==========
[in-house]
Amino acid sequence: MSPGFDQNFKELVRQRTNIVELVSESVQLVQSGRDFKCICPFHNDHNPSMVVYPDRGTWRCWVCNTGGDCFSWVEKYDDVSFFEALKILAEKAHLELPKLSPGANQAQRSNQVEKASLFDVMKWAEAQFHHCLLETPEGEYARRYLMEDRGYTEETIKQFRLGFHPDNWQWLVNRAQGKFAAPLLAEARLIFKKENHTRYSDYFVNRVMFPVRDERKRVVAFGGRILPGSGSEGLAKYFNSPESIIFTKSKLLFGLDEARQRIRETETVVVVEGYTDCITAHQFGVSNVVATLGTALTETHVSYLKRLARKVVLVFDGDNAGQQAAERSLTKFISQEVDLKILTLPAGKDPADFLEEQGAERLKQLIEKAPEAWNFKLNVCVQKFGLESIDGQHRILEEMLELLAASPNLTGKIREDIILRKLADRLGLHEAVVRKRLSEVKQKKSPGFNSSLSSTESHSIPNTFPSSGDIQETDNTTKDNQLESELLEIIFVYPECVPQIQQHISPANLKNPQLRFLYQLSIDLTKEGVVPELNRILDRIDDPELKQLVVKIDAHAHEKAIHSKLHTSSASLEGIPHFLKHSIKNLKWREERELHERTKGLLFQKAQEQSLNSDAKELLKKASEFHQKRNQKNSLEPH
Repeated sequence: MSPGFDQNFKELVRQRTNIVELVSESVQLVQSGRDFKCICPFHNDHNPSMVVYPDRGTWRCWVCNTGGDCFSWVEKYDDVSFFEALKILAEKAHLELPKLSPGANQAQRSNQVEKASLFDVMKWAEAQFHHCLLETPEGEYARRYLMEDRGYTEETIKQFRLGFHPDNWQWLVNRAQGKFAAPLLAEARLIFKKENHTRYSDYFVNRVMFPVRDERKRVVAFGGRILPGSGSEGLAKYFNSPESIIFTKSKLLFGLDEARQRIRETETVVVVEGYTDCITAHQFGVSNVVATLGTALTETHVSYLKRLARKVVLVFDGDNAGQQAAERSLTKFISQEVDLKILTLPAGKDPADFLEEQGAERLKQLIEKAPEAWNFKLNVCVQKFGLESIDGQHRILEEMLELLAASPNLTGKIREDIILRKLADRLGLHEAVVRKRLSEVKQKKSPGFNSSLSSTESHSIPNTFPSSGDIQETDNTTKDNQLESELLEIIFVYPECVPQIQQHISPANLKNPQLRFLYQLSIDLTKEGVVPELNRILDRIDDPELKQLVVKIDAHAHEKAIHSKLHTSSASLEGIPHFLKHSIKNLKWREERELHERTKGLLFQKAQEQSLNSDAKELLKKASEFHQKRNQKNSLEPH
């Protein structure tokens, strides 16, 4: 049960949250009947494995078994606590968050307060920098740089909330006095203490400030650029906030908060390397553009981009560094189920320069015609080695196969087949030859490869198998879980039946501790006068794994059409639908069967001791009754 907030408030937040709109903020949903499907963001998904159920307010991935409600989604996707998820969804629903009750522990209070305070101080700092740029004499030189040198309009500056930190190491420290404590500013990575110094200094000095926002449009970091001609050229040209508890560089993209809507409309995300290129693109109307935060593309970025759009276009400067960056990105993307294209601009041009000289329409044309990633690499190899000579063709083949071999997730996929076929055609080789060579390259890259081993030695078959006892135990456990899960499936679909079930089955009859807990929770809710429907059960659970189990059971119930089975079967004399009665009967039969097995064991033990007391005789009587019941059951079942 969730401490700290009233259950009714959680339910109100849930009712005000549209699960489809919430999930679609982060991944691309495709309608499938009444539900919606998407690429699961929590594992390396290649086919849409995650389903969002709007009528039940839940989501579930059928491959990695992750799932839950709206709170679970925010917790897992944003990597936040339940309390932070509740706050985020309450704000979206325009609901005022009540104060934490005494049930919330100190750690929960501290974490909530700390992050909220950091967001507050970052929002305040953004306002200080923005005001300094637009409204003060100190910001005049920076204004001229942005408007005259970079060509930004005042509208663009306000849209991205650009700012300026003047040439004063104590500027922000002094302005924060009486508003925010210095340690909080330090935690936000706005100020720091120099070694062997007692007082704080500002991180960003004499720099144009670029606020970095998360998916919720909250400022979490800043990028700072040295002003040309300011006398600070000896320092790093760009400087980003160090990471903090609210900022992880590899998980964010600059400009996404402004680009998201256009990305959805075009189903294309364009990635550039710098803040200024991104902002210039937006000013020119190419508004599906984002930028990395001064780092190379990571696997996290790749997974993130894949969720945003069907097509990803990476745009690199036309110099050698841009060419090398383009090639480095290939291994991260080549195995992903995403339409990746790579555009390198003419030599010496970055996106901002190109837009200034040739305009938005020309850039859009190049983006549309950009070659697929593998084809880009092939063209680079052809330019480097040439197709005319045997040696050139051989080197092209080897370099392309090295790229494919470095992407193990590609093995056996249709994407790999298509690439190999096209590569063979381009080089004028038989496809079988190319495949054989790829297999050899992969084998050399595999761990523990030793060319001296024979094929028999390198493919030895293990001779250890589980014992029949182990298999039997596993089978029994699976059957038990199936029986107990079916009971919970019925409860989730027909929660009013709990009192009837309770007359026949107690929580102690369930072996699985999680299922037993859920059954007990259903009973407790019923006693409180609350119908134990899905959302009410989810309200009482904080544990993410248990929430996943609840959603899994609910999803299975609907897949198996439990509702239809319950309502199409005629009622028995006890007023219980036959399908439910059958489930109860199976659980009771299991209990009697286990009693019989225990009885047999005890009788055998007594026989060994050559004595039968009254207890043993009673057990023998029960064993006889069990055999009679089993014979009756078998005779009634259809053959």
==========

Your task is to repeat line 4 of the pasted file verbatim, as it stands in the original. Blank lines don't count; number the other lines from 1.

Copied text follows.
């Protein structure tokens, strides 16, 4: 049960949250009947494995078994606590968050307060920098740089909330006095203490400030650029906030908060390397553009981009560094189920320069015609080695196969087949030859490869198998879980039946501790006068794994059409639908069967001791009754 907030408030937040709109903020949903499907963001998904159920307010991935409600989604996707998820969804629903009750522990209070305070101080700092740029004499030189040198309009500056930190190491420290404590500013990575110094200094000095926002449009970091001609050229040209508890560089993209809507409309995300290129693109109307935060593309970025759009276009400067960056990105993307294209601009041009000289329409044309990633690499190899000579063709083949071999997730996929076929055609080789060579390259890259081993030695078959006892135990456990899960499936679909079930089955009859807990929770809710429907059960659970189990059971119930089975079967004399009665009967039969097995064991033990007391005789009587019941059951079942 969730401490700290009233259950009714959680339910109100849930009712005000549209699960489809919430999930679609982060991944691309495709309608499938009444539900919606998407690429699961929590594992390396290649086919849409995650389903969002709007009528039940839940989501579930059928491959990695992750799932839950709206709170679970925010917790897992944003990597936040339940309390932070509740706050985020309450704000979206325009609901005022009540104060934490005494049930919330100190750690929960501290974490909530700390992050909220950091967001507050970052929002305040953004306002200080923005005001300094637009409204003060100190910001005049920076204004001229942005408007005259970079060509930004005042509208663009306000849209991205650009700012300026003047040439004063104590500027922000002094302005924060009486508003925010210095340690909080330090935690936000706005100020720091120099070694062997007692007082704080500002991180960003004499720099144009670029606020970095998360998916919720909250400022979490800043990028700072040295002003040309300011006398600070000896320092790093760009400087980003160090990471903090609210900022992880590899998980964010600059400009996404402004680009998201256009990305959805075009189903294309364009990635550039710098803040200024991104902002210039937006000013020119190419508004599906984002930028990395001064780092190379990571696997996290790749997974993130894949969720945003069907097509990803990476745009690199036309110099050698841009060419090398383009090639480095290939291994991260080549195995992903995403339409990746790579555009390198003419030599010496970055996106901002190109837009200034040739305009938005020309850039859009190049983006549309950009070659697929593998084809880009092939063209680079052809330019480097040439197709005319045997040696050139051989080197092209080897370099392309090295790229494919470095992407193990590609093995056996249709994407790999298509690439190999096209590569063979381009080089004028038989496809079988190319495949054989790829297999050899992969084998050399595999761990523990030793060319001296024979094929028999390198493919030895293990001779250890589980014992029949182990298999039997596993089978029994699976059957038990199936029986107990079916009971919970019925409860989730027909929660009013709990009192009837309770007359026949107690929580102690369930072996699985999680299922037993859920059954007990259903009973407790019923006693409180609350119908134990899905959302009410989810309200009482904080544990993410248990929430996943609840959603899994609910999803299975609907897949198996439990509702239809319950309502199409005629009622028995006890007023219980036959399908439910059958489930109860199976659980009771299991209990009697286990009693019989225990009885047999005890009788055998007594026989060994050559004595039968009254207890043993009673057990023998029960064993006889069990055999009679089993014979009756078998005779009634259809053959």